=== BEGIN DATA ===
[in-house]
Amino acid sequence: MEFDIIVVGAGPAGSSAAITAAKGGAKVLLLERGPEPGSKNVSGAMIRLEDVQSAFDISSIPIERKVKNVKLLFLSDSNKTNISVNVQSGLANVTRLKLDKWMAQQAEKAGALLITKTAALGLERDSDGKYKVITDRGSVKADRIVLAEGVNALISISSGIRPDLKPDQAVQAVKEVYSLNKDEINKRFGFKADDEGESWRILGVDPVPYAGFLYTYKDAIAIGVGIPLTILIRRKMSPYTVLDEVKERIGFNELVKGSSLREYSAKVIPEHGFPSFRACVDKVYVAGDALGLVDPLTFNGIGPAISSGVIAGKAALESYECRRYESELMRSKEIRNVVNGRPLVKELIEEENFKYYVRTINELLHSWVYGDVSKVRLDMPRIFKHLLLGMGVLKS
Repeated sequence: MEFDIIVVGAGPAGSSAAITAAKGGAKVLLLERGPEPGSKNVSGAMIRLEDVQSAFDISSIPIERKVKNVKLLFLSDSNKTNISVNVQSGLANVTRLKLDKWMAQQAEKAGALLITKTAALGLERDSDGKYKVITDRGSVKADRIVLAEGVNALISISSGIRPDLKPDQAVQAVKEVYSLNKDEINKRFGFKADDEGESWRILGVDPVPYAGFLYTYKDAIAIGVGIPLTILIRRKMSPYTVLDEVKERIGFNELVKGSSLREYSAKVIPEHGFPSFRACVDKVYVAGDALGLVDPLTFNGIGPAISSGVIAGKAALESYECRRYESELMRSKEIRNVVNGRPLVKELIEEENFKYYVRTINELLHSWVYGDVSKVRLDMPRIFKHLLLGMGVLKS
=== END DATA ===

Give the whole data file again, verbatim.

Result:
[in-house]
Amino acid sequence: MEFDIIVVGAGPAGSSAAITAAKGGAKVLLLERGPEPGSKNVSGAMIRLEDVQSAFDISSIPIERKVKNVKLLFLSDSNKTNISVNVQSGLANVTRLKLDKWMAQQAEKAGALLITKTAALGLERDSDGKYKVITDRGSVKADRIVLAEGVNALISISSGIRPDLKPDQAVQAVKEVYSLNKDEINKRFGFKADDEGESWRILGVDPVPYAGFLYTYKDAIAIGVGIPLTILIRRKMSPYTVLDEVKERIGFNELVKGSSLREYSAKVIPEHGFPSFRACVDKVYVAGDALGLVDPLTFNGIGPAISSGVIAGKAALESYECRRYESELMRSKEIRNVVNGRPLVKELIEEENFKYYVRTINELLHSWVYGDVSKVRLDMPRIFKHLLLGMGVLKS
Repeated sequence: MEFDIIVVGAGPAGSSAAITAAKGGAKVLLLERGPEPGSKNVSGAMIRLEDVQSAFDISSIPIERKVKNVKLLFLSDSNKTNISVNVQSGLANVTRLKLDKWMAQQAEKAGALLITKTAALGLERDSDGKYKVITDRGSVKADRIVLAEGVNALISISSGIRPDLKPDQAVQAVKEVYSLNKDEINKRFGFKADDEGESWRILGVDPVPYAGFLYTYKDAIAIGVGIPLTILIRRKMSPYTVLDEVKERIGFNELVKGSSLREYSAKVIPEHGFPSFRACVDKVYVAGDALGLVDPLTFNGIGPAISSGVIAGKAALESYECRRYESELMRSKEIRNVVNGRPLVKELIEEENFKYYVRTINELLHSWVYGDVSKVRLDMPRIFKHLLLGMGVLKS